Book Review: A Cosmology of Monsters

Shaun Hamill pens an achingly aware homage to horrors past

Shaun Hamill’s A Cosmology of Monsters explores the medicinal effects the macabre has on a Texas family with deep inclinations towards schizophrenia.

Aside from the familial history of madness, the Turners are plagued by an interdimensional misfortune that permeates their middle class lives as they are haunted by a wolf-like creature with orange glowing eyes and access to magical black flowers that grow in some tangential realm which will remind some readers of a bent version of the Territories from that King/Straub classic The Talisman.

As Cosmology commences, horror fans are treated to a kind of Amityville-era Americana, a time when Rosemary’s Baby was a date movie and dinner theatre actors could ape the antics of the Addams Family for funhouse laughs.

Noah Turner, the youngest of the cursed clan, details the ruinous resentment that possesses his mother Margaret, who threw away a promising future while attending a conservative college by falling for the charms of poor towny named Harry, a kid with a schizophrenic mother and a taste for paperbacks with split skulls on their covers. As the years go on, Harry shows increasing signs of madness that precipitate his plans for building an immersive haunted house.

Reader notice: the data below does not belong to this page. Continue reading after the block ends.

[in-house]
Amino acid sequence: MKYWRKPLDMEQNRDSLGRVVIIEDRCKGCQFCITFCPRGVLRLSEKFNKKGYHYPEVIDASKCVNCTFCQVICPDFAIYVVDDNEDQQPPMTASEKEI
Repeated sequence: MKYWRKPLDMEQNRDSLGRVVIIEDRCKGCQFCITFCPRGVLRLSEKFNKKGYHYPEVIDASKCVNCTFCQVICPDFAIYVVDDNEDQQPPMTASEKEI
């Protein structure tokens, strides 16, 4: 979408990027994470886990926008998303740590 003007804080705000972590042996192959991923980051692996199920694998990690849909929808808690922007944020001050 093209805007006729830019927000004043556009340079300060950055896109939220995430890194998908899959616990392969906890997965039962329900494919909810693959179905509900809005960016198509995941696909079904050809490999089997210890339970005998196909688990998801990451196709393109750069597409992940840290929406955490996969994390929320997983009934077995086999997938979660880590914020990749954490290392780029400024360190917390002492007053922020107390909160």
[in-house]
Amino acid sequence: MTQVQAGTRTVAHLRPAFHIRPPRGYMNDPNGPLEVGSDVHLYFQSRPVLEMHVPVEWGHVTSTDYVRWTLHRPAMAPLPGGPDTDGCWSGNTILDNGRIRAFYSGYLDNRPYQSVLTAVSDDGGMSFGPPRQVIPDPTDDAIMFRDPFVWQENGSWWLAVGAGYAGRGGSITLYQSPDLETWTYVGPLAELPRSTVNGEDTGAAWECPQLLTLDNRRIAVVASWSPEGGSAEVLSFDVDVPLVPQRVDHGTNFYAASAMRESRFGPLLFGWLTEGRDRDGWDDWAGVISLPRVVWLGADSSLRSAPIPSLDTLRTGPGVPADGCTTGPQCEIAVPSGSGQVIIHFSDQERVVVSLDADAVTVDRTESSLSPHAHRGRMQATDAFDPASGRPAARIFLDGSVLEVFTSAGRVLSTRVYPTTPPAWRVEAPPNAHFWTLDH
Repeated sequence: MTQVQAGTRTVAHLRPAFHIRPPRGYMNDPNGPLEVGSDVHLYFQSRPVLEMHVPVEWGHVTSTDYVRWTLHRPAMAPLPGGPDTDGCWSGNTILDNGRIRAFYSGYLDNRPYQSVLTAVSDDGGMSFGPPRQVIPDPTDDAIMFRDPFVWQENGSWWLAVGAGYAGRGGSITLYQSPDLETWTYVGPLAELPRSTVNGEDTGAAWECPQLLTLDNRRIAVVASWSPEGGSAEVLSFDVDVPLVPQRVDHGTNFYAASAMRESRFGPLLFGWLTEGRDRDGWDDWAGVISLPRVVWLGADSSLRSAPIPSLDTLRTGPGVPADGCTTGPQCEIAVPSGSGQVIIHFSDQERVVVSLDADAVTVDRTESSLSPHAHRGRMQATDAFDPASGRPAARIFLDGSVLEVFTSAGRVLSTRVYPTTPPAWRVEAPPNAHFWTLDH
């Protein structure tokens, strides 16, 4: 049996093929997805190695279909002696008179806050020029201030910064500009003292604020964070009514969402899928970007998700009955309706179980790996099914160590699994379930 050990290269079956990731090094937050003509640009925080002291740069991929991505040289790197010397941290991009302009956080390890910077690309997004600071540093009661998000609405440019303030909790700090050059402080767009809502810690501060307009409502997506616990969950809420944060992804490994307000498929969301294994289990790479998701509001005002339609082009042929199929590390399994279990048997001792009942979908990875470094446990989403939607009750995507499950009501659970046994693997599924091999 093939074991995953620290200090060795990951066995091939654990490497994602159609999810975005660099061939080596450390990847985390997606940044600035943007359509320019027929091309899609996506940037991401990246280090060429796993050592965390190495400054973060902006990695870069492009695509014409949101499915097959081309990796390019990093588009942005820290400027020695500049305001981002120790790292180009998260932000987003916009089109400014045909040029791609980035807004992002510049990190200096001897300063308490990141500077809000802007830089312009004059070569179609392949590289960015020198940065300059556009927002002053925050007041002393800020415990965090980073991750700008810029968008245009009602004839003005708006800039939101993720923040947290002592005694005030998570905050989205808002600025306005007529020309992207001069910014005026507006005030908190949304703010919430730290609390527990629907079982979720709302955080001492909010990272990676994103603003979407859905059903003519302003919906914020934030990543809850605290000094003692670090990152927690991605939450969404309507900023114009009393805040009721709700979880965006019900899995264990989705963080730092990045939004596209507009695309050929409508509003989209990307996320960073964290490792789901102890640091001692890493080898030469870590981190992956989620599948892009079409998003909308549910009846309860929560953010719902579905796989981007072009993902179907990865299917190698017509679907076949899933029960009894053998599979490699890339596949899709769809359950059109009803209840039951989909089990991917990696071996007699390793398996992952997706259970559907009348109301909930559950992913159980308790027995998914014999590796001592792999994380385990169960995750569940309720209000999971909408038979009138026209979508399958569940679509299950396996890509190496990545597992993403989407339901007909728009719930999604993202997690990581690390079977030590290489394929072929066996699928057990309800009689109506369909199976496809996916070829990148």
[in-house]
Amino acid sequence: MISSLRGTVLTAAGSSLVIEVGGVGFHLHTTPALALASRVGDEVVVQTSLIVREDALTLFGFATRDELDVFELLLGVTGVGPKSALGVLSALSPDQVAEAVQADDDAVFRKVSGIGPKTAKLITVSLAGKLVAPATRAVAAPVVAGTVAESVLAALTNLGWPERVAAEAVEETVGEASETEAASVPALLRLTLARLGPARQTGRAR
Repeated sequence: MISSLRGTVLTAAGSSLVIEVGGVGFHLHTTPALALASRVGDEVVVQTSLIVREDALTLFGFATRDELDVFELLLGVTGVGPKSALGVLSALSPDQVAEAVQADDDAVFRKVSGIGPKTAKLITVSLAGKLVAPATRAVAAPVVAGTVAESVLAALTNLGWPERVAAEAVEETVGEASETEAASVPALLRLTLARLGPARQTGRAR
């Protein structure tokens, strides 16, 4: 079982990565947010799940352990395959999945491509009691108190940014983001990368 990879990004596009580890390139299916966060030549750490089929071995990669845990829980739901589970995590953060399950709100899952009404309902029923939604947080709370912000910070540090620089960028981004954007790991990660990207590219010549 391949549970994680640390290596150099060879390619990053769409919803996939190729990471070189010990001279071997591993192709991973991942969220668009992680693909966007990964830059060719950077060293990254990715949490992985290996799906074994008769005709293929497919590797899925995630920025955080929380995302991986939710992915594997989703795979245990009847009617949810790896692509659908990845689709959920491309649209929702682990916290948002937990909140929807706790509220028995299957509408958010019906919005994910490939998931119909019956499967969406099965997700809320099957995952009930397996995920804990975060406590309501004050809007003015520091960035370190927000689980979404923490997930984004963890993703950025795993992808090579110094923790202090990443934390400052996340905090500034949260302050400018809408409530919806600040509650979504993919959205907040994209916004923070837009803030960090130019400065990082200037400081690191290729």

When Harry’s erratic behavior is revealed to be the hallmarks of a terminal disease, Margaret elects to earn a living by committing to her husband’s vision of a haunted house, dubbed The Wandering Dark, and parlays a storage unit of his monster memorabilia into a comic book shop.

As the widow raises her three children in a town where children start to go missing, things go from unfortunate to unreal. Big sister Sydney, an aspiring actress who engages in an inappropriate sexual affair with her drama teacher, becomes one of the missing, while Eunice, the middle-child who used to read The Dream-Quest of Unknown Kadath to her baby brother at bedtime now leaves suicide notes for him to find. As all this occurs, Noah loses his innocence to a furry creature that does him favors and leaves chalk scribbles that say: FRIEND HELP.

Atmospherically employing elements that evoke the soporific delights of catching The Cabinet of Dr. Caligari on the late show with reading Thomas Ligotti by flashlight, Cosmology is an achingly aware homage to its eerie antecedents.

A Cosmology of Monsters

by Shaun Hamill
Pantheon, 336 pp., $26.95

Shaun Hamill will appear with Kristen Roupenian (You Know You Want This) in the Texas Book Festival session “Shock Value: The Art and Agency of Literary Horror” Sat., 12:15pm, in Capitol Ext. Rm. E2.014.

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